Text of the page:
Post's theorem

In computability theory Post's theorem, named after Emil Post, describes the connection between the arithmetical hierarchy and the Turing degrees.

BackgroundEdit

The statement of Post's theorem uses several concepts relating to definability and recursion theory. This section gives a brief overview of these concepts, which are covered in depth in their respective articles.

The arithmetical hierarchy classifies certain sets of natural numbers that are definable in the language of Peano arithmetic. A formula is said to be   if it is an existential statement in prenex normal form (all quantifiers at the front) with   alternations between existential and universal quantifiers applied to a formula with bounded quantifiers only. Formally a formula   in the language of Peano arithmetic is a   formula if it is of the form

 

where   contains only bounded quantifiers and Q is   if m is even and   if m is odd.

A set of natural numbers   is said to be   if it is definable by a   formula, that is, if there is a   formula   such that each number   is in   if and only if   holds. It is known that if a set is   then it is   for any  , but for each m there is a   set that is not  . Thus the number of quantifier alternations required to define a set gives a measure of the complexity of the set.

Post's theorem uses the relativized arithmetical hierarchy as well as the unrelativized hierarchy just defined. A set   of natural numbers is said to be   relative to a set  , written  , if   is definable by a   formula in an extended language that includes a predicate for membership in  .

While the arithmetical hierarchy measures definability of sets of natural numbers, Turing degrees measure the level of uncomputability of sets of natural numbers. A set   is said to be Turing reducible to a set  , written  , if there is an oracle Turing machine that, given an oracle for  , computes the characteristic function of  . The Turing jump of a set   is a form of the Halting problem relative to  . Given a set  , the Turing jump   is the set of indices of oracle Turing machines that halt on input   when run with oracle  . It is known that every set   is Turing reducible to its Turing jump, but the Turing jump of a set is never Turing reducible to the original set.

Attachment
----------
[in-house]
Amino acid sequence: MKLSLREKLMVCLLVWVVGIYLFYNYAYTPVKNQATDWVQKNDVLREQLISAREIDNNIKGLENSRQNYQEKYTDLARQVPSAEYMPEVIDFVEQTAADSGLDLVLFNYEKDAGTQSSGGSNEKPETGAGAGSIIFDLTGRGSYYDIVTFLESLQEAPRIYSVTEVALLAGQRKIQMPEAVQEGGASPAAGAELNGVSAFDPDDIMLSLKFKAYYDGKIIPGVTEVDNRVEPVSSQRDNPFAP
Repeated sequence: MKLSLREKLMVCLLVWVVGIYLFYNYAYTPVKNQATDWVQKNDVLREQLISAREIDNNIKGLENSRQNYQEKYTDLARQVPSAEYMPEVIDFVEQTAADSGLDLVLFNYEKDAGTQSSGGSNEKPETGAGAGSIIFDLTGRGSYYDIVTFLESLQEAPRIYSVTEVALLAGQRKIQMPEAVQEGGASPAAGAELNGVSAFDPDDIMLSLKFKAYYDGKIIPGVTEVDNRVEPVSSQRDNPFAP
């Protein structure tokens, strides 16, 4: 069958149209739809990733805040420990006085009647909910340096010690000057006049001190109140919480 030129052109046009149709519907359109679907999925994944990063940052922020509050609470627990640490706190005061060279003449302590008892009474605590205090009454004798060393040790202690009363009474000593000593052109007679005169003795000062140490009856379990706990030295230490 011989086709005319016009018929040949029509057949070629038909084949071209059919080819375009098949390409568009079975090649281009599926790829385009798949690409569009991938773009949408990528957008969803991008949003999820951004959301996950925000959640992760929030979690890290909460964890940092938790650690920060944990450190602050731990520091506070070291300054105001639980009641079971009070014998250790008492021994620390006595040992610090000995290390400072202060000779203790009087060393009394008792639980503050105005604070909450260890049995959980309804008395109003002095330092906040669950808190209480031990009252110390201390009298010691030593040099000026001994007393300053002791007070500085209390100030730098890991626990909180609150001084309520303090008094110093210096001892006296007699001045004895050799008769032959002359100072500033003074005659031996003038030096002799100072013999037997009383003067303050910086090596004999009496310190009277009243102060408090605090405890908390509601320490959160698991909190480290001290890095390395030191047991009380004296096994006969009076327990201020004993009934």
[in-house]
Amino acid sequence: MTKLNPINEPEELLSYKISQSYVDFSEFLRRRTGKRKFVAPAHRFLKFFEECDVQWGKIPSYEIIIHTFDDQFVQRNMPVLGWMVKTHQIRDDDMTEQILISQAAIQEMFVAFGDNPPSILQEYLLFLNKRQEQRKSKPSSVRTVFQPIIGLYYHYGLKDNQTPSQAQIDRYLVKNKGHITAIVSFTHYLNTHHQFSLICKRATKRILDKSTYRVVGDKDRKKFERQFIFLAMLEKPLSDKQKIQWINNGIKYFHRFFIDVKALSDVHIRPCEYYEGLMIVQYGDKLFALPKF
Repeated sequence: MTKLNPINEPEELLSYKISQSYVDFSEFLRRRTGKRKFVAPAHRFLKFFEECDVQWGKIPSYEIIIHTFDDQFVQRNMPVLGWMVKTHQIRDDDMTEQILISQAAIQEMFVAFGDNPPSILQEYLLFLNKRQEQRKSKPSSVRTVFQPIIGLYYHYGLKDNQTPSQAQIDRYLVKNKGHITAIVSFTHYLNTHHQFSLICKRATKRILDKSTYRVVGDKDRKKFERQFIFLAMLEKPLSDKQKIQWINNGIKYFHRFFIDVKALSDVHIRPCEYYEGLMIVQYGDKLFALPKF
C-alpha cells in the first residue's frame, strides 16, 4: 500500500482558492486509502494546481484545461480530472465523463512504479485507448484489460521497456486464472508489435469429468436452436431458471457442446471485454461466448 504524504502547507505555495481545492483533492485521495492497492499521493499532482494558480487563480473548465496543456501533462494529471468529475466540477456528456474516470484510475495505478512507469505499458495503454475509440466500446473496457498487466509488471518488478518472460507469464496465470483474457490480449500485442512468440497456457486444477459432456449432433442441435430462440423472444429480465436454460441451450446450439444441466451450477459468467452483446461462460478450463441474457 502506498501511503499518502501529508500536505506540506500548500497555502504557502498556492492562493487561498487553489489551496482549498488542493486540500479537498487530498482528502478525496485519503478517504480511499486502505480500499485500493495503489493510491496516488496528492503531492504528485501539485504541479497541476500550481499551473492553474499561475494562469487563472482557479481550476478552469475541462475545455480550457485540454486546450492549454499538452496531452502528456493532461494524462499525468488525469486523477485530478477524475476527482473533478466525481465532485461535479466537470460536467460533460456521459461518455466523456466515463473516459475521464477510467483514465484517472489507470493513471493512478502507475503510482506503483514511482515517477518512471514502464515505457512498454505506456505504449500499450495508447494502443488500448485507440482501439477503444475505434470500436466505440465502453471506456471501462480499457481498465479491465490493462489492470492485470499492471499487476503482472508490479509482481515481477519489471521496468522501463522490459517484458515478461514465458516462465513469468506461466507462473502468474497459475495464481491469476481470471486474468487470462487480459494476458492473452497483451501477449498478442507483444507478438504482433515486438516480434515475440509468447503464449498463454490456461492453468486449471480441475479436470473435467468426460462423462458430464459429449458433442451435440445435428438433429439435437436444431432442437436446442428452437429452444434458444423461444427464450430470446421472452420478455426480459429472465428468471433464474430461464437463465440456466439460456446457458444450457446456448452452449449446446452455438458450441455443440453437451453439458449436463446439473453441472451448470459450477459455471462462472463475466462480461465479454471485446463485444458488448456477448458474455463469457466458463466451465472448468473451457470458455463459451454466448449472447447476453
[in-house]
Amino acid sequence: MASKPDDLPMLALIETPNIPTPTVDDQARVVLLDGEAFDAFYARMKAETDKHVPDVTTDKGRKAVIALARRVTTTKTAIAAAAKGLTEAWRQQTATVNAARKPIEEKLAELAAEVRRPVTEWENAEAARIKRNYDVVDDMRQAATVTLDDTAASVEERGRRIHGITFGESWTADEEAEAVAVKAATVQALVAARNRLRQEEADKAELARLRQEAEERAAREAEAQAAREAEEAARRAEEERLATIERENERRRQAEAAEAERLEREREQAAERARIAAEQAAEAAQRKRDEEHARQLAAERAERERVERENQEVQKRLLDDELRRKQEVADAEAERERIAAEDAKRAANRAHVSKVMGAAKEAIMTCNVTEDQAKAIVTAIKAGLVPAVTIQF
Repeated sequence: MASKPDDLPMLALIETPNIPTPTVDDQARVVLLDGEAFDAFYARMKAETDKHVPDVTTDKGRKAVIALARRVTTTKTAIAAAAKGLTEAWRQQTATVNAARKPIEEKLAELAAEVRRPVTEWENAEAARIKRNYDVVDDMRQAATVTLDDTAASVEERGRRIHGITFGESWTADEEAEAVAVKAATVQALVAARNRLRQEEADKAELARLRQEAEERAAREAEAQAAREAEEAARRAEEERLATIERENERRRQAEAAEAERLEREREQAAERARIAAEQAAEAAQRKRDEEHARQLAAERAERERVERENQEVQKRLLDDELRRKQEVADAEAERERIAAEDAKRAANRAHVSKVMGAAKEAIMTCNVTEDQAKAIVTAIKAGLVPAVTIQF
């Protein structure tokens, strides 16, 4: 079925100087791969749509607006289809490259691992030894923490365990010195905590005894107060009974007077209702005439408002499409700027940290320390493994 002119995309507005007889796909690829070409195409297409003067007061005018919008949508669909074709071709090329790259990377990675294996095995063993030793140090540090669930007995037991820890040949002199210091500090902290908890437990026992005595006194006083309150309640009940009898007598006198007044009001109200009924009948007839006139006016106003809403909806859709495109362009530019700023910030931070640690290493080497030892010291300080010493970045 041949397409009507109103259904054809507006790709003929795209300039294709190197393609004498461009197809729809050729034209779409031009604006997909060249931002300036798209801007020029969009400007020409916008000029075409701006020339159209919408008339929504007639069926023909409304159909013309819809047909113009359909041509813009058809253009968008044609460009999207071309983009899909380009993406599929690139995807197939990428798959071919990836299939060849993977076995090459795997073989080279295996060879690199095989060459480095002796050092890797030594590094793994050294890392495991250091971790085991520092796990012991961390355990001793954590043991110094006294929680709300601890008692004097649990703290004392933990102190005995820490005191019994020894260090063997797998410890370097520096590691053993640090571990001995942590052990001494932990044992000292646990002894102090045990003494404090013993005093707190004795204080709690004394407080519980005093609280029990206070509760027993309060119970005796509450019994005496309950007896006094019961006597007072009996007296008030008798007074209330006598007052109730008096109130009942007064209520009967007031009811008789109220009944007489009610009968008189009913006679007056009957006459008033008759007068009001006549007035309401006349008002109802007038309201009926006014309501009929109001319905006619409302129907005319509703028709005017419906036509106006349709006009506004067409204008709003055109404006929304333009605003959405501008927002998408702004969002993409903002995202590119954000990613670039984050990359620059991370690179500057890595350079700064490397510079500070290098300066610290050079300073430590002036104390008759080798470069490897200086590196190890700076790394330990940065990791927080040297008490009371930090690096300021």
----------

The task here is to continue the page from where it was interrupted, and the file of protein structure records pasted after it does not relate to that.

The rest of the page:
Post's theorem uses finitely iterated Turing jumps. For any set   of natural numbers, the notation   indicates the  –fold iterated Turing jump of  . Thus   is just  , and   is the Turing jump of  .

Post's theorem and corollariesEdit

Post's theorem establishes a close connection between the arithmetical hierarchy and the Turing degrees of the form  , that is, finitely iterated Turing jumps of the empty set. (The empty set could be replaced with any other computable set without changing the truth of the theorem.)

Post's theorem states:

  1. A set   is   if and only if   is recursively enumerable by an oracle Turing machine with an oracle for  , that is, if and only if   is  .
  2. The set   is  -complete for every  . This means that every   set is many-one reducible to  .

Post's theorem has many corollaries that expose additional relationships between the arithmetical hierarchy and the Turing degrees. These include:

  1. Fix a set  . A set   is   if and only if   is  . This is the relativization of the first part of Post's theorem to the oracle  .
  2. A set   is   if and only if  . More generally,   is   if and only if  .
  3. A set is defined to be arithmetical if it is   for some  . Post's theorem shows that, equivalently, a set is arithmetical if and only if it is Turing reducible to   for some m.

Proof of Post's theoremEdit

Formalization of Turing machines in first-order arithmeticEdit

The operation of a Turing machine   on input   can be formalized logically in first-order arithmetic. For example, we may use symbols  ,  , and   for the tape configuration, machine state and location along the tape after   steps, respectively.  's transition system determines the relation between   and  ; their initial values (for  ) are the input, the initial state and zero, respectively. The machine halts if and only if there is a number   such that   is the halting state.

The exact relation depends on the specific implementation of the notion of Turing machine (e.g. their alphabet, allowed mode of motion along the tape, etc.)

In case   halts at time  , the relation between   and   must be satisfied only for k bounded from above by  .

Thus there is a formula   in first-order arithmetic with no unbounded quantifiers, such that   halts on input   at time   at most if and only if   is satisfied.

Implementation exampleEdit

For example, for a prefix-free Turing machine with binary alphabet and no blank symbol, we may use the following notations:

  •   is the 1-ary symbol for the configuration of the whole tape after   steps (which we may write as a number with LSB first, the value of the m-th location on the tape being its m-th least significant bit). In particular   is the initial configuration of the tape, which corresponds the input to the machine.
  •   is the 1-ary symbol for the Turing machine state after   steps. In particular,  , the initial state of the Turing machine.
  •   is the 1-ary symbol for the Turing machine location on the tape after   steps. In particular  .
  •   is the transition function of the Turing machine, written as a function from a doublet (machine state, bit read by the machine) to a triplet (new machine state, bit written by the machine, +1 or -1 machine movement along the tape).
  •   is the j-th bit of a number  . This can be written as a first-order arithmetic formula with no unbounded quantifiers.

For a prefix-free Turing machine we may use, for input n, the initial tape configuration   where cat stands for concatenation; thus   is a  length string of   followed by   and then by  .